White River hill to the molisha of Benton Madison and Washington co ark and all it ma consurn I am aposed to Burning and Robing famileys of ther stuff and provisions and a Buse to women tha molisha is a well aquainted with the hill as I am and if tha can take the advantage of me and my men from the brush and kil ar take us prisnors we will But try to pa it Back and will not go and Burn nor plunder nor giv absue but if you carey out the plan of Burning and Robing I shal Be compeled to paternise your plan But it is a plan that I abhor and I would Be glad you will drop the plan we don't want it sed that the suthern people Brot famileys to suffer and turn out of Dores I Expect to fight you on all occasions and if men fal prisoners in my hands tha will Be treeted as prisnors of wor tha will Be giv a triol and if that ar not gilty of 4 crimes tha will not be hurt and that is Buring Robing women and children of ther provisions house hole and abuse to famileys and murdering men at home not in armes the molishy knows that I hav not robed nor Burnt and hav treeted prisnors with respect to Curnel Bishop Dont you no that the war is clost at a end and you should be carful for you hav giv orders to murder inosent unarm men and Burn if you dont mind you will not Be forgot after peace I think men women and children that had no hand in Bringing up the war shud not be hurt.
Curnel Bishop post at Fayetteville ark from Capt James Ingrum of the 6th provose co Benton Co Ark
Feb 27 1863
Capt JAMES INGRM
Extracted from "Branded As Rebels"
Ingraham, James (Ingram?)- One of the most notorious leaders of a band of guerrillas in northwestern Arkansas. He harassed the Federal forces in the Fayetteville area by constantly ambushing their trains and mail carriers. At one time or another, he kept almost the entire Union cavalry regiment searching in the mountains for him. REF: Arkansas Historical Quanrterly, Summer 1965; Ozarks Watch, Leo E. Huff, Spring/Summer 1991.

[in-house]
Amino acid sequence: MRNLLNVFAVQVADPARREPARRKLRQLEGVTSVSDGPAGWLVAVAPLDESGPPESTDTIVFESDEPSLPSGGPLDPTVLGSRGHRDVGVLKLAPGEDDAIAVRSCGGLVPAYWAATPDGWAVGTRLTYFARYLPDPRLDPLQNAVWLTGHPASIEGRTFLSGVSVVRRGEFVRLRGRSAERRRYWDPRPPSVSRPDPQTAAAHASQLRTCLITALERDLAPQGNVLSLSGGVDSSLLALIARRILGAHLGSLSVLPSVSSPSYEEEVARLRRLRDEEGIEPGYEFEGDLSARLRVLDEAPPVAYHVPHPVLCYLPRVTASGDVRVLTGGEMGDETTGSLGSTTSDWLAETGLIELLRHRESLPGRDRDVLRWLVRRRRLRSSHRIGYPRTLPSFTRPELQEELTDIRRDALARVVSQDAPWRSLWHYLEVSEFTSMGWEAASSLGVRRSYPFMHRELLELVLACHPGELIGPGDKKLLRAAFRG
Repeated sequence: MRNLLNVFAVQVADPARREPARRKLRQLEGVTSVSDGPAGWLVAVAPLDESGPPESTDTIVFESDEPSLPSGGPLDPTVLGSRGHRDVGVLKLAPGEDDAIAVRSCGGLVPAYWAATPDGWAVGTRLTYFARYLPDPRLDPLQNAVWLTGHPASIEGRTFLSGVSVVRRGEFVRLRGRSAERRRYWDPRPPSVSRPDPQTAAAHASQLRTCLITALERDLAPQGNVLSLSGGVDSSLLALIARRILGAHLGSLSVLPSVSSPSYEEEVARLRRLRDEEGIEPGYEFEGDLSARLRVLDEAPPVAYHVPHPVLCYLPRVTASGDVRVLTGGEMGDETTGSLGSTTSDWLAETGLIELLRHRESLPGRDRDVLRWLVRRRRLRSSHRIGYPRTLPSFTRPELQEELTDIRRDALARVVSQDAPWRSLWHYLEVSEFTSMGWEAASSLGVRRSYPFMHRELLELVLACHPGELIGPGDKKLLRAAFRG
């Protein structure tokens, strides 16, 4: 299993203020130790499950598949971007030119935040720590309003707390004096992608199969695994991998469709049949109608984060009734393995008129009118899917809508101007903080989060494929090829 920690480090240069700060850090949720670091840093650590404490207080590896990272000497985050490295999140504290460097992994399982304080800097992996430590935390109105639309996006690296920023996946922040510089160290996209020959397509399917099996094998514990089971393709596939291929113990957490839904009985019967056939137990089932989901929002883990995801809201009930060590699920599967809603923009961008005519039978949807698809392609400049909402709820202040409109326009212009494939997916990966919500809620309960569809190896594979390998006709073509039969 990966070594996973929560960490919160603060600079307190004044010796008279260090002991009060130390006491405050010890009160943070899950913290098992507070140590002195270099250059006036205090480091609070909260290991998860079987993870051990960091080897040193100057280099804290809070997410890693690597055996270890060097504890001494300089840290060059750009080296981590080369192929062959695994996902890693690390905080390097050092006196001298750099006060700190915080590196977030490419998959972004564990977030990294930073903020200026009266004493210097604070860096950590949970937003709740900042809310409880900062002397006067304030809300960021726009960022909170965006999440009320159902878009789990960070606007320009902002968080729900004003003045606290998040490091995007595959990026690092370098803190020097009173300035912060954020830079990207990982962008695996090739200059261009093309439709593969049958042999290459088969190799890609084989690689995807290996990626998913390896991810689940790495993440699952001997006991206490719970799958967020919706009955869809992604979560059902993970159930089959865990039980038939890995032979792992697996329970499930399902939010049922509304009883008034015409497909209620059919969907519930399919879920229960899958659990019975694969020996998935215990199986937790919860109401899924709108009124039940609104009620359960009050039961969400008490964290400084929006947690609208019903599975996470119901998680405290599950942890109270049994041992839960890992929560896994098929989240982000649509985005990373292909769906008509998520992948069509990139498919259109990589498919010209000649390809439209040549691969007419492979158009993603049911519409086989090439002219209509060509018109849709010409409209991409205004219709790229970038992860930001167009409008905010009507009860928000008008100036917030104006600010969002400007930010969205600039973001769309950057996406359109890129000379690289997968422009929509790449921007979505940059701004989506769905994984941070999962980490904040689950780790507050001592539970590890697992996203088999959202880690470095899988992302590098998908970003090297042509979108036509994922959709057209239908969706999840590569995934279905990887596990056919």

This is the account of what transpired as seen by a bystander:
September 17, 1870
Obituaries of Washington County Arkansas
Page 43 & 44
INGRAM, James – Editors Democrat: I was on the ground at the time James Ingram was murdered at the Roberts school house on Sunday the 4th inst. I came up just before the shooting took place. I saw several men with revolvers buckled on and thought strange to see such a thing at church. In standing around I could see a good deal of secret talking among the crowd that was armed. In a few moments two wagons drove up and I noticed that they attracted considerable attention, particularly with the men who were armed; and upon Mr. Ingram coming up into the crowd I still noticed that he drew considerable attention. About this time I saw a scattering and getting out of the way and my attention was drawn to that spot when I saw John Stone draw a pistol and fire at Ingram. – Ingram run some distance and got behind a horse, Stone pursuing him, he then left the horse and started back towards the crowd when Stone fired again, the ball striking Ingram in the back, killing him almost instantly. – Stone followed his victim up to where he fell when Mr. Roberts caught him; the crowd of armed men then came up and I heard some person order Roberts to let that pistol go, which he did. Stone then run off, well guarded by his friends, some of them threatening to kill any man who attempted to arrest Stone. Such are the facts of the diabolical murder of John Ingram. Bystander.
So I guess it is now up to the reader to decide if it was a justified killing or a murder. I'm leaning toward justified but that is just my view.
I have not been able to find any information on the others listed on the sign. I would venture a guess and say that Francis Marion Easley died during childbirth since her death date is the same as the Easley infant's birth date. And with such limited information on the remaining people on the list its almost impossible to find information on them.
I am in the process of writing a letter to the historical society for the area to see what I can do to get the sign repainted or replaced with something a bit more permanent. I'll let you know later how that goes.